I don't have any enduring faith in them really. I think all currency systems are flawed and may or may not collapse sooner or later. I think you can be too alarmist about fiat in general as it can function a fair old time without collapsing (though I do agree we're coming into a risky period historically). And I don't see the gold standard as any kind of solution. But that doesn't make me a cheerleader for fiat as such, I just think all systems are flawed and the job of govts is to try and minimise those flaws. I think that makes me more realistic than a goldbug calling for imminent collapse of fiat and return to gold standard, but maybe I'm the unrealistic one.

You're probably right, and def. far more realistic! It is prob. very unlikely that it could happen in the near future. Paulson would attempt (successfully?) to stop gold runaway market with real postive interest rates for cash. 15% IR would be needed, higher if excessive delay requires overshoot. Stagflation in the 70s required 20%, maybe stagflation in the noughties will require the same. Not sure, but think the guy who raised rates to this level in the 70s is regarded as a bit of a hero amongst the financial community, is Paulson the bank's next hero stepping in to ('curb excess liquidity' | 'stomp on fiat currency breakdown') thru interest rates?

Still think the gov't willingness to cover bankers' debts on silly bets e.g. LTCM with taxpayer billions shows how fragile the whole system is. They bailed them through fear of possibility of the system collapsing. The authorities don't even have any idea of the size of the derivatives market - you can't have control without any measurement, so is the financial market by definition out of control?

It's just a weird situation GB has got into. It looks like he followed Greenspan's liquidity after .com, but mistook it for a new era of permantly low interest rates. Maybe he dismissed parliament's concerns about the gold sales because of class & modern prejudices - not listening to the redundant posh old tory twits rabbit on about the gold relic. Would a chancellor with sound economic training have believed in a new low interest rate paradigm? It's a shame his doctorate was in politics, not economics.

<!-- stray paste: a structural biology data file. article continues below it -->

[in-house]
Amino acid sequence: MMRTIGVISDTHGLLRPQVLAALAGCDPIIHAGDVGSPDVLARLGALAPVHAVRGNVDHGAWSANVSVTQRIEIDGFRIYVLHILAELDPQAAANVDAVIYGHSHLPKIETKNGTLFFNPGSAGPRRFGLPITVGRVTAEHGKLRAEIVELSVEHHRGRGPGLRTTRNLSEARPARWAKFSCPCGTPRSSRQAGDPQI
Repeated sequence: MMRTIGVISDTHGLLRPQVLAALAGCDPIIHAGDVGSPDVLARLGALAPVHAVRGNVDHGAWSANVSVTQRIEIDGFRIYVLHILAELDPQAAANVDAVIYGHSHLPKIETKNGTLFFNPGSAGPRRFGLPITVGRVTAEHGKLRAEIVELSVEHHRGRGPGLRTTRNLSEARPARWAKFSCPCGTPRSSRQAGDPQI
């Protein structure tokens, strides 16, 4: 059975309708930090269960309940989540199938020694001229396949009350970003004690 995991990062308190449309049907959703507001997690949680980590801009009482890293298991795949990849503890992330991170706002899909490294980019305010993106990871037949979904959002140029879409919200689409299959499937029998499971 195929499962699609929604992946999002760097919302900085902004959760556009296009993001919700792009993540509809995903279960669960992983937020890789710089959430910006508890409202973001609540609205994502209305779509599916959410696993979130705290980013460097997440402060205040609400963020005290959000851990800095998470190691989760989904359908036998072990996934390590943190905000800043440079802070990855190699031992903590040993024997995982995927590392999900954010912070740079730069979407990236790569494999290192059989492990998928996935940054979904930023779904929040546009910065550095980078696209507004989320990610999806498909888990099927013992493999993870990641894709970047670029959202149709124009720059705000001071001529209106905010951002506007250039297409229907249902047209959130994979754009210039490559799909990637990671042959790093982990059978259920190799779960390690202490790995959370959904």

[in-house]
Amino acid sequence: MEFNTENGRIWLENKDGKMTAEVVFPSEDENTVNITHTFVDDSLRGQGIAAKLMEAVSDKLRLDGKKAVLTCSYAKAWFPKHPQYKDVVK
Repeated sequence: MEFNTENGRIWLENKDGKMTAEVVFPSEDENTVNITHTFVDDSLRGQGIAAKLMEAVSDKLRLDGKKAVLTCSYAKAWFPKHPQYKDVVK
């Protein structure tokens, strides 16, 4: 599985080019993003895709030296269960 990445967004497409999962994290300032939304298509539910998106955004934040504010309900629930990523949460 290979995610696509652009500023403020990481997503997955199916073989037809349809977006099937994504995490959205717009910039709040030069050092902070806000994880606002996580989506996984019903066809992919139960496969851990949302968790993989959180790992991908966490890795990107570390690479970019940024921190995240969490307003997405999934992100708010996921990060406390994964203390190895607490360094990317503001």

I think that your analogy of someone getting overexcited by the conspiracy theories the more they learn about fractional banking is valid in my case, and I mostly don't really know what I'm talking about. It's the fact that the current situation and trends look like the goldbug's best chance of being right (after being wrong(?) from 71 onwards) since they begun, that leads to so much fervor on the expert's part, and the resultant swallowing of the story by sheeple believers such as myself. It's going to be interesting to see what happens, though. Just hope the UK comes out OK.

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Still think the gov't willingness to cover bankers' debts on silly bets e.g. LTCM with taxpayer billions shows how fragile the whole system is. They bailed them through fear of possibility of the system collapsing. The authorities don't even have any idea of the size of the derivatives market - you can't have control without any measurement, so is the financial market by definition out of control?

Yes, that's the part of the current economy that really scares me. Hedge funds and derivatives just seem such a potential source of chaos and meltdown if there are sudden unexpected movements. I can certainly imagine that some bizarre central banking things go on to try and cover themselves on this stuff.

It's just a weird situation GB has got into. It looks like he followed Greenspan's liquidity after .com, but mistook it for a new era of permantly low interest rates. Maybe he dismissed parliament's concerns about the gold sales because of class & modern prejudices - not listening to the redundant posh old tory twits rabbit on about the gold relic. Would a chancellor with sound economic training have believed in a new low interest rate paradigm? It's a shame his doctorate was in politics, not economics.